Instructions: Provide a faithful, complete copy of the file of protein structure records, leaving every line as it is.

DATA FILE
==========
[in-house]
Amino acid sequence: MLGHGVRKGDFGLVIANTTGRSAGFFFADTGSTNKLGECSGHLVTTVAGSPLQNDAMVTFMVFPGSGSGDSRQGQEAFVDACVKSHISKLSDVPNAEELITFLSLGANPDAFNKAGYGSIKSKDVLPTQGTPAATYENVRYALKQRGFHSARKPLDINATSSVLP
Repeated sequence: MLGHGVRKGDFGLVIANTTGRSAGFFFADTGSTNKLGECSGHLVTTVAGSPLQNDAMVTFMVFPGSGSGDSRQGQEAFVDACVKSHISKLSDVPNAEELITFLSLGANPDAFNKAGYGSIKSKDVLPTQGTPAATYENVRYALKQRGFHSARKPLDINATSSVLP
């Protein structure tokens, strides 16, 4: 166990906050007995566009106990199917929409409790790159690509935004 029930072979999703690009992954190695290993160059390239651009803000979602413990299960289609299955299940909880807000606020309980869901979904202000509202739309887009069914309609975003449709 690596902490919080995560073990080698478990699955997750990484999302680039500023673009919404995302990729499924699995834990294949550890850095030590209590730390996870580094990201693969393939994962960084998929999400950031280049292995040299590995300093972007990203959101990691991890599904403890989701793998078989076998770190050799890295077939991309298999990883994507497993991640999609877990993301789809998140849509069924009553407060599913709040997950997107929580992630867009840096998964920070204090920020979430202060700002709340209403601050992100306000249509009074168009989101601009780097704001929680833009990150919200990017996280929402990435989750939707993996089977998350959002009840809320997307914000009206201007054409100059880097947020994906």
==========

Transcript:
[in-house]
Amino acid sequence: MLGHGVRKGDFGLVIANTTGRSAGFFFADTGSTNKLGECSGHLVTTVAGSPLQNDAMVTFMVFPGSGSGDSRQGQEAFVDACVKSHISKLSDVPNAEELITFLSLGANPDAFNKAGYGSIKSKDVLPTQGTPAATYENVRYALKQRGFHSARKPLDINATSSVLP
Repeated sequence: MLGHGVRKGDFGLVIANTTGRSAGFFFADTGSTNKLGECSGHLVTTVAGSPLQNDAMVTFMVFPGSGSGDSRQGQEAFVDACVKSHISKLSDVPNAEELITFLSLGANPDAFNKAGYGSIKSKDVLPTQGTPAATYENVRYALKQRGFHSARKPLDINATSSVLP
């Protein structure tokens, strides 16, 4: 166990906050007995566009106990199917929409409790790159690509935004 029930072979999703690009992954190695290993160059390239651009803000979602413990299960289609299955299940909880807000606020309980869901979904202000509202739309887009069914309609975003449709 690596902490919080995560073990080698478990699955997750990484999302680039500023673009919404995302990729499924699995834990294949550890850095030590209590730390996870580094990201693969393939994962960084998929999400950031280049292995040299590995300093972007990203959101990691991890599904403890989701793998078989076998770190050799890295077939991309298999990883994507497993991640999609877990993301789809998140849509069924009553407060599913709040997950997107929580992630867009840096998964920070204090920020979430202060700002709340209403601050992100306000249509009074168009989101601009780097704001929680833009990150919200990017996280929402990435989750939707993996089977998350959002009840809320997307914000009206201007054409100059880097947020994906």